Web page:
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Sanitation workers go to great lengths to find woman's lost diamond ring in trash

Just like trying to find a needle in a haystack, the Greenville Public Works department combed through mounds of trash to search for the ring.

Sanitation workers go to great lengths to find woman's lost diamond ring in trash
Cover Image Source: Facebook | City of Greenville, South Carolina Government

Losing your valuables in the garbage can be the worst nightmare for anyone. But people continue to misplace things by accident and the aftermath of recovering those valuables becomes challenging. Luckily for South Carolina resident Melanie Harper, the City of Greenville Public Works came to her rescue when she lost her diamond wedding ring in a recycle bin while tossing in some garbage. The City of Greenville Public Works department, which takes care of recycling trash in the region, had dutiful employees who dived right in to find the precious ring for Harper.

Representative Image Source: Pexels | TranStudios Photography & Video
Representative Image Source: Pexels | TranStudios Photography & Video

"On Sunday, Melanie Harper lost her diamond wedding band while tossing her recyclables into the container at the Rutherford Road recycling center," the department wrote in a Facebook post. Harper had sent them an email saying that she was well aware of the slim chances of finding her ring and that if it was recovered somehow during the recycling process, then she would appreciate someone from the department contacting her. "Monday morning, instead of processing what was in the bin, Public Works supervisors and litter crew members said, 'Let's dump it on the ground and look for it,'" the Facebook post further read.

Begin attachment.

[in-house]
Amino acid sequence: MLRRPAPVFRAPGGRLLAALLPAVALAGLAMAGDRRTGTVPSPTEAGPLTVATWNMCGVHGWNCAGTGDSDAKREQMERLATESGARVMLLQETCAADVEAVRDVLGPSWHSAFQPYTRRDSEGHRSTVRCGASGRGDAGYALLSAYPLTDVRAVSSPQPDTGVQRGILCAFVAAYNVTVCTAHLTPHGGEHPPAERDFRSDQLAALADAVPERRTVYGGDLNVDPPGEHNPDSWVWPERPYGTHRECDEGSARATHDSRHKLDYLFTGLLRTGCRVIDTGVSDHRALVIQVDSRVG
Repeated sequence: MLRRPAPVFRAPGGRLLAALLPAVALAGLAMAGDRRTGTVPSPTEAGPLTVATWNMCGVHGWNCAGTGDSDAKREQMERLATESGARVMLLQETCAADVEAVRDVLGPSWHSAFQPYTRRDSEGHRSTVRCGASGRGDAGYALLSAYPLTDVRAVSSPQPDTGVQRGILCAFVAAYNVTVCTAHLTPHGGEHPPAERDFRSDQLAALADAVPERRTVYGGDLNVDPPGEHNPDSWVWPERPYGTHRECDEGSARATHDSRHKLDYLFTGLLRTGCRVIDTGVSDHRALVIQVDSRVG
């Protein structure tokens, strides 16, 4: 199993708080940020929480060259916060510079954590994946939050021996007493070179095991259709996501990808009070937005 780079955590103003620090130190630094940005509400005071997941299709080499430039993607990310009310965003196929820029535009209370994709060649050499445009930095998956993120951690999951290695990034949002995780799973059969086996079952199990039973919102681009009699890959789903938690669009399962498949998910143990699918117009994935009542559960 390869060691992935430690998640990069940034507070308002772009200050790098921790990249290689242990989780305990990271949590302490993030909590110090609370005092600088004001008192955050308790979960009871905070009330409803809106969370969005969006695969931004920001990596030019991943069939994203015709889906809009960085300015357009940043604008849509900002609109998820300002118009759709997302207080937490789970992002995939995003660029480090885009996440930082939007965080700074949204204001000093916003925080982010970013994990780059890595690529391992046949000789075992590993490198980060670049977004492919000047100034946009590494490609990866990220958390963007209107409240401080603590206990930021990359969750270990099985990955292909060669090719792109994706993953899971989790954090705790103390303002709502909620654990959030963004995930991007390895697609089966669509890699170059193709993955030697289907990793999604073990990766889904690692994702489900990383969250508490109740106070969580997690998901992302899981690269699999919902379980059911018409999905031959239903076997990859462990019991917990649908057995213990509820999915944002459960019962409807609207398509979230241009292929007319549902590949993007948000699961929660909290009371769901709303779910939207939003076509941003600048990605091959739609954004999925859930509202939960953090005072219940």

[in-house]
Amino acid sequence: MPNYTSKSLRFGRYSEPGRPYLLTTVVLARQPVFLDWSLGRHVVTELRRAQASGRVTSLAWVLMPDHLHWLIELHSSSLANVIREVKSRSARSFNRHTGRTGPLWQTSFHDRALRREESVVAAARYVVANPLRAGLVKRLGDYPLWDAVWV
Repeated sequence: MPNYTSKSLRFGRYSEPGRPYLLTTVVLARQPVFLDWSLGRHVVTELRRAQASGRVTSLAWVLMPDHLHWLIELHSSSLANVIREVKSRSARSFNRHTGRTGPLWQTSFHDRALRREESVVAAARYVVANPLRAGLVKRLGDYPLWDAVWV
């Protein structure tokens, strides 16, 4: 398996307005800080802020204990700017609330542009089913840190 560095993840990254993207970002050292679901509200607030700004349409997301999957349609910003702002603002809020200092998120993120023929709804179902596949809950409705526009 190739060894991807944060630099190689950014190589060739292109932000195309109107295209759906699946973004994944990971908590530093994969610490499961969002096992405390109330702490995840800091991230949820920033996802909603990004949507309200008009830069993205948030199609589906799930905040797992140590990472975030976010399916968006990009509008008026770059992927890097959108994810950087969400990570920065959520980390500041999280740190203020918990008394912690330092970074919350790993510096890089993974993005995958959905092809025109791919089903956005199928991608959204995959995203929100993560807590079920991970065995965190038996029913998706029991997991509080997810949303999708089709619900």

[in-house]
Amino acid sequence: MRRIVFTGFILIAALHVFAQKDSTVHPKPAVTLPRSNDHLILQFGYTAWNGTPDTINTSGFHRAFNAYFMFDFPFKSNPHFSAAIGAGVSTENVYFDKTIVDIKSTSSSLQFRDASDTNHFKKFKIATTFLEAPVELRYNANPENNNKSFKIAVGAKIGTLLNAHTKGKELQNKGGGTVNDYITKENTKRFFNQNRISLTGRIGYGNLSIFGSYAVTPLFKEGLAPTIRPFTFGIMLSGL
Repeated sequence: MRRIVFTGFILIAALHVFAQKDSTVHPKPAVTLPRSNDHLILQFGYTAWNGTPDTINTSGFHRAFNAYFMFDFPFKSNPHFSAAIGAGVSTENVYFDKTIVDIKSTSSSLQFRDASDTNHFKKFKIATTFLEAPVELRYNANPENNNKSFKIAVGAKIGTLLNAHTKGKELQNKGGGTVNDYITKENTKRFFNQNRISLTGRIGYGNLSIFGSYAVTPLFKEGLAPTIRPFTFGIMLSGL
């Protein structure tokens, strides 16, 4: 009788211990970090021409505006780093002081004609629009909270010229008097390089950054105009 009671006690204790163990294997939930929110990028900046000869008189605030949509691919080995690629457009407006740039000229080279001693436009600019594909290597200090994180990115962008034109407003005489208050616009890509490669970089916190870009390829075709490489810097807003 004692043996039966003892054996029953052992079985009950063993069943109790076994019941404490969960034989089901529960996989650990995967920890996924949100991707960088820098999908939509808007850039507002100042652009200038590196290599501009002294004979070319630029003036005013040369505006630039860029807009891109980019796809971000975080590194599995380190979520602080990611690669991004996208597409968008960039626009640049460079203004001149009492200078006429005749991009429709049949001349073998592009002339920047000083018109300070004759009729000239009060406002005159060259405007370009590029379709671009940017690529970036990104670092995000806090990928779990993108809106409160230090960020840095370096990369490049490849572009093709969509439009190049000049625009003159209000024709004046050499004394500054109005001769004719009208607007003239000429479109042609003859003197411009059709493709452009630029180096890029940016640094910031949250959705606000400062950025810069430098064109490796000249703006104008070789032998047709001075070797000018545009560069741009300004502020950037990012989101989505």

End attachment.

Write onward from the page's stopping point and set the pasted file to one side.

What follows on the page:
Just like trying to look for a needle in a haystack, hours of rummaging through the recyclable trash bore fruitful results and an employee named Travis Golden finally got hold of the missing diamond ring. Along with Golden, other team members like Jeff Hammond, James Burnside, Frank Daigneault and Manny Cruz were involved in the wedding band search party through heaps of trash. Fellow Facebook users complimented and applauded the efforts and commitment of the workers in the Facebook post's comment section.

Melissa Rosario wrote, "Every one of them deserves a performance review and salary increase that reflects this above and beyond-effort. Outstanding work, gentlemen!" Claudia Bowden Major commented, "Great job! Public Works has an amazing team. What a wonderful act of kindness and very hard work! Thank you for all you do. Proud of you!" Lauren Hubbard Luneckas added, "This is just amazing! What an awesome show of kindness by the PW team. I hope they know how much this is appreciated, by the ring’s owner, but by so many of us who have simply read the story, too. Outstanding!"

Representative Image Source: Cottonbro Studio
Representative Image Source: Pexels | Cottonbro Studio

It is not the first time sanitation workers have gone the extra mile to retrieve people's valuables from trash. 7News reported that a woman had lost a priceless possession in New Hampshire and believed she may have accidentally thrown it out a day before Thanksgiving. The woman arrived at the trash transfer station to seek help and spoke to the General Services Director of Windham, Dennis Senibaldi. She mentioned that the ring may have accidentally gone with the trash when her husband threw it out.


He immediately decided to look at the surveillance cameras to begin his search. Senibaldi and his team had to get 20 tons of trash out before they could reach the couple's trash bag. He mentioned that identifying the items in the trash and knowing what time it was thrown played a massive role in retrieving the bag. After a rigorous search for over 2 hours, Senibaldi and his team successfully found the ring and called up the woman to return. "Talking to her on Wednesday, she was completely heartbroken. Friday, when she came in, she was happy as can be, gave me a big hug and was very thankful. It was just a good ending to a story for Thanksgiving," he told the outlet.


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